Weighing the Universe at Home
It is impossible to count all the stars in all the galaxies in the universe, but we can make a reasonable estimate. To do this, we try to count everything in a small patch of the sky and scale up to the whole sky. We can use a special observation taken by the Hubble Space Telescope: the Hubble Deep Field or HDF.
This is a very long-exposure observation of a single, small piece of sky that is otherwise not special at all - no big nearby galaxies, or bright stars and so on. Since we know how much of the sky the image covers, if you can count all the galaxies you can find in the observation, you can scale up and work out roughly how many galaxies there are in total, and from that how many stars they must have.
What to do
- First you need to get the HDF image which is here.
- Almost every dot you see is a galaxy, but if you try to count them all on one go, you will probably get lost, so it is easier to split the image up into strips or squares - 10 is a good amount. If you have a printer, you could print it out and cut it up, but it is OK to just work on your screen. If you have any image editing software like Microsoft Paint or Photoshop, you can use that to cut the picture up into about 10 strips or squares. If you are working with anyone else, you can share the pieces out between you.
- Then you should carefully count all of the galaxies on each piece. Write down how many you find.
- When you have counted all the galaxies on all the pieces, add all the numbers together.
- Although different galaxies are different sizes and shapes, on average there are about 100,000,000,000 stars in a typical galaxy, so now multiple your total number of galaxies by 100,000,000,000 (or 1x1011). If will be a very big number, so your calculator will give you the answer in standard notation. This is an estimate of the total number of stars in the HDF image.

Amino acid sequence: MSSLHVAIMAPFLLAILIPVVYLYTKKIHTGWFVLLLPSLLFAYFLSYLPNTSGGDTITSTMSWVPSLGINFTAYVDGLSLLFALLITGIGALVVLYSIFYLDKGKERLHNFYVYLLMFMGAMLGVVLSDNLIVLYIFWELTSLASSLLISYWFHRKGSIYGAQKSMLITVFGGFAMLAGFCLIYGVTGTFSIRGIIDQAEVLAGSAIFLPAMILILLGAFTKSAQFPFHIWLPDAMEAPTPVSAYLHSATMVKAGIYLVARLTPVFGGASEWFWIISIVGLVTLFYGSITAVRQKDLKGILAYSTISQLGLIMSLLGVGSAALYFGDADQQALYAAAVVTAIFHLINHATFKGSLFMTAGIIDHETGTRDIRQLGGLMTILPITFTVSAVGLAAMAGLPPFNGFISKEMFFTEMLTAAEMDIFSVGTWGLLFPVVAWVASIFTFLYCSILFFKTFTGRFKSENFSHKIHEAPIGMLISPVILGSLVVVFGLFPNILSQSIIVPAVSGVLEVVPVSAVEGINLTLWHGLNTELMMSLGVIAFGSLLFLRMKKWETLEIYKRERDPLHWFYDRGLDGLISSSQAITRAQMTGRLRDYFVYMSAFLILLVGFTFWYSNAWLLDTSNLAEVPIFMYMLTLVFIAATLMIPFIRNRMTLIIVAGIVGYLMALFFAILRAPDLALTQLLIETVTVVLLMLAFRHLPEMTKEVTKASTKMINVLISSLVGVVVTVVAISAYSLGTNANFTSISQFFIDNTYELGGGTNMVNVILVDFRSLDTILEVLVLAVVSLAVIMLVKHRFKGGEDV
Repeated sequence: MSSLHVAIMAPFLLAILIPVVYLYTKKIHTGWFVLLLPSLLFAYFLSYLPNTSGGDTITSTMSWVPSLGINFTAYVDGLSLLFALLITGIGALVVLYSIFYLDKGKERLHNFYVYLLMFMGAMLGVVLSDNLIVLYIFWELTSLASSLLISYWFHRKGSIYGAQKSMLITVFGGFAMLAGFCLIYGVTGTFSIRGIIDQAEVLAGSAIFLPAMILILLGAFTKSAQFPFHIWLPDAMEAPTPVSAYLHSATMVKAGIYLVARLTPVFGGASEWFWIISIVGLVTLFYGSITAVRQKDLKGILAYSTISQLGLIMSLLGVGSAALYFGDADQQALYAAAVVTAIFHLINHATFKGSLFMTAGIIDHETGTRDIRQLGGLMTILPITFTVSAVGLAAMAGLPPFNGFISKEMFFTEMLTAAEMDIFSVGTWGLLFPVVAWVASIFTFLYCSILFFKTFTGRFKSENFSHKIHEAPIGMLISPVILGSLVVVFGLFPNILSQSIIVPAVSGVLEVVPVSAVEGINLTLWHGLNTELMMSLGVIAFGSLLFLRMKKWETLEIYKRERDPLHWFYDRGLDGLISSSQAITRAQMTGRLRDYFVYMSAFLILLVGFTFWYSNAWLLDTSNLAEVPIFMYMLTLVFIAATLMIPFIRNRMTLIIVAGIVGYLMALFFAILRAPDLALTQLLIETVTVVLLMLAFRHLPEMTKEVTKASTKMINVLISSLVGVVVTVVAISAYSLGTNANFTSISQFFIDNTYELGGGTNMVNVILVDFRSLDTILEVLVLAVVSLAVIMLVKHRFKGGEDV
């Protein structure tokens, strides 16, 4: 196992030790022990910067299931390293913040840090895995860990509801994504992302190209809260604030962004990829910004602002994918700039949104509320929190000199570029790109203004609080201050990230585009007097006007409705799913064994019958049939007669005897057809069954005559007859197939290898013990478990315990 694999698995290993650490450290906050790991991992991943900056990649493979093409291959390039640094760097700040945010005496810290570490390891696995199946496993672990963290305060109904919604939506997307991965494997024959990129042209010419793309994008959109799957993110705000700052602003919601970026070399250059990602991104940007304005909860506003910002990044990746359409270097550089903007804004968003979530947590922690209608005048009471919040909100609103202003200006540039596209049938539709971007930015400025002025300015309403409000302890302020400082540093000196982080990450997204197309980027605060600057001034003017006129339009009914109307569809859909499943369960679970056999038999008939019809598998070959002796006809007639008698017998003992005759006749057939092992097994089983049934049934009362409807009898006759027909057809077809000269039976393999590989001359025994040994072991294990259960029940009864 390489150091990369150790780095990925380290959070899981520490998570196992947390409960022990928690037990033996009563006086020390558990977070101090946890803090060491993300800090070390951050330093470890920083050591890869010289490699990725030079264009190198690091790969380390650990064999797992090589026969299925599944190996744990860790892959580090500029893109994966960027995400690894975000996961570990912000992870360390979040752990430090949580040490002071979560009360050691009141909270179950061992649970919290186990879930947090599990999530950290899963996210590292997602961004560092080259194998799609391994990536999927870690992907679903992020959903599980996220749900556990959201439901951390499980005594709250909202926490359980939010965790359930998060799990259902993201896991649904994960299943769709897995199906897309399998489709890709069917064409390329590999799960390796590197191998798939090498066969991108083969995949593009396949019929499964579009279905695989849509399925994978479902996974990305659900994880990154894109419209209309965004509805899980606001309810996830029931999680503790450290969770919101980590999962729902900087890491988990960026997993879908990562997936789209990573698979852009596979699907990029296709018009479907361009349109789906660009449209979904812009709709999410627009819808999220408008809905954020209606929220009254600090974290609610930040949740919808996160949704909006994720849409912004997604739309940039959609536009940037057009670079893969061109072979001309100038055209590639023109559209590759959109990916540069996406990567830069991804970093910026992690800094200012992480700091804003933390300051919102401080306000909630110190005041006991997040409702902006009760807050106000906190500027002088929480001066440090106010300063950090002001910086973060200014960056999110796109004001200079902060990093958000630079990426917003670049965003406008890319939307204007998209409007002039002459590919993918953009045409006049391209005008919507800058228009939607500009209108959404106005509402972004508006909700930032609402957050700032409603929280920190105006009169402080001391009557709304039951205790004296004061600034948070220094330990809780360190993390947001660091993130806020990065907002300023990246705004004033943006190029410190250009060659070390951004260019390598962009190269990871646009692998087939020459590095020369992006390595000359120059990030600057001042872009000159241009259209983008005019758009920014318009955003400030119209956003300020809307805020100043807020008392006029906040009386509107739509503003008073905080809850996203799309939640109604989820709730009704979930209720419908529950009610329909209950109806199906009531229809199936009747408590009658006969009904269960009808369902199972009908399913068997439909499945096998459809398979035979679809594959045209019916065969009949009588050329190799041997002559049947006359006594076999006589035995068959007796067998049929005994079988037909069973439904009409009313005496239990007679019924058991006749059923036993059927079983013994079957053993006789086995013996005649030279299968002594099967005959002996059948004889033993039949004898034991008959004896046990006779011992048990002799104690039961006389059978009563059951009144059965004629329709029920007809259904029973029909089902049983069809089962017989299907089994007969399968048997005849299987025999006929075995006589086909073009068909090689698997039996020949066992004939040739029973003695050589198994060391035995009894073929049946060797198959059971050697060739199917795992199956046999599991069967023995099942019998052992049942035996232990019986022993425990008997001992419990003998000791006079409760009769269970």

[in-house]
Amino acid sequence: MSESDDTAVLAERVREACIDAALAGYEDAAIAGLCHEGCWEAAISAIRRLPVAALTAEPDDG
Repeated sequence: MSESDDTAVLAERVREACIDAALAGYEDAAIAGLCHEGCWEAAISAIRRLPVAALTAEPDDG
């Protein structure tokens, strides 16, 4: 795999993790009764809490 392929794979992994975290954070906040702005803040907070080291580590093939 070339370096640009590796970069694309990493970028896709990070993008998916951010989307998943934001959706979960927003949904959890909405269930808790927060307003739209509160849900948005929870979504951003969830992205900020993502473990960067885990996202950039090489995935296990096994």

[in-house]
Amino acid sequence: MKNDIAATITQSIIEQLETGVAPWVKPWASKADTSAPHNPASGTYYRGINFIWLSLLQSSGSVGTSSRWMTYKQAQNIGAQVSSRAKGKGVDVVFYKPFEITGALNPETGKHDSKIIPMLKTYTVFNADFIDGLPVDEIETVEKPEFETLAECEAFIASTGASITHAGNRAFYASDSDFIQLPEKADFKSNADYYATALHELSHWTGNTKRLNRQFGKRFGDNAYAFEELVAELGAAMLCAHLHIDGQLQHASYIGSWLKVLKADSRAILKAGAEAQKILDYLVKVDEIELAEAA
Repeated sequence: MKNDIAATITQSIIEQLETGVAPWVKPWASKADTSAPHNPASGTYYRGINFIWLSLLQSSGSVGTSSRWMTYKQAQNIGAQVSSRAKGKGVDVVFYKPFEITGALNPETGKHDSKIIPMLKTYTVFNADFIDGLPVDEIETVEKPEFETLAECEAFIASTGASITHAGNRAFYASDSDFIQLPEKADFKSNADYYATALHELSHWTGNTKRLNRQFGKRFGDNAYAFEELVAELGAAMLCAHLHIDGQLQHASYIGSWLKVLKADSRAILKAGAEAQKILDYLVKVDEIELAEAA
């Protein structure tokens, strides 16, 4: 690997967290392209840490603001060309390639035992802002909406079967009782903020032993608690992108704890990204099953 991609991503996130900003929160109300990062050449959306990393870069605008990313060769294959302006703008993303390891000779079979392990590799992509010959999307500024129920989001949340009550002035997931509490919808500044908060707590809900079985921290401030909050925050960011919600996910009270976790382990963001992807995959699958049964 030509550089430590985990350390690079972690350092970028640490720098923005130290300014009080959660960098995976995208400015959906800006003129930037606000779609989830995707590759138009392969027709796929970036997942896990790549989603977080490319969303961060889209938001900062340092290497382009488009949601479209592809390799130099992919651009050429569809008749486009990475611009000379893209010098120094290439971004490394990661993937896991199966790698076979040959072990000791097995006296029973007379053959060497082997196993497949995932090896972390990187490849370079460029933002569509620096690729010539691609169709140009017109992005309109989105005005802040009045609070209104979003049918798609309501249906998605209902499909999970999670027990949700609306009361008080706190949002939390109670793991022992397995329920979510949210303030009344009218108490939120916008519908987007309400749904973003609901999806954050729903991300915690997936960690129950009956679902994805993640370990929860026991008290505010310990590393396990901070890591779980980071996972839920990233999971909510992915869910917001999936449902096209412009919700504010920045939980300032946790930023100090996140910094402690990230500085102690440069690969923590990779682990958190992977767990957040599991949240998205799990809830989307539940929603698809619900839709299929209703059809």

- A typical star has a mass about 1030 kilograms (10 to the power 30 or 1E30 on a calculator), so multiply your number of galaxies by 1030 to estimate the total mass of all the stars in the HDF image.
- The HDF image covers just 1/95,000,000 of the whole sky, so finally multiply your total mass of stars by 95,000,000. That is an estimate of the total amount of mass of all the stars in all the galaxies in the observable universe!
|In the boxes below, put how many galaxies you counted in each of the 10 strips||Add up all of the galaxies in all of the 10 strips to give you the total number of galaxies|
|Number of galaxies||= subtotal||=||(put subtotal here)|
|Number of stars||= number of galaxies x 1x1011||=|
|Mass of stars||= number of stars x 1x1030||=|
|Total mass in universe ||= mass of stars x 95,000,000||=|
Some things to think about
- Although almost all the objects in the HDF are galaxies, there are two individual stars which are in our own galaxy the Milky Way. Can you find them? (Hint: Observations of stars by telescopes usually have sharp "diffraction spikes" coming out of them).
- This is only an estimate of the mass of the Universe, not an accurate measurement. This means that you are making some assumptions. How important do you think each of these potential problems is? In other words, which might make the biggest difference to the final answer?
- You might have miscounted the number of galaxies.
- You might have mistaken stars for galaxies.
- There might be lots of mass that is not made into stars, so you couldn't see it.
- This part of the sky might have more or less than the typical number of galaxies.
Why don't you share your answer and thoughts with us (if you don't use social media email it to us and we will share it for you).
Don't forget to tag us @SchoolsObs and use the hashtag #ShowTheNSO.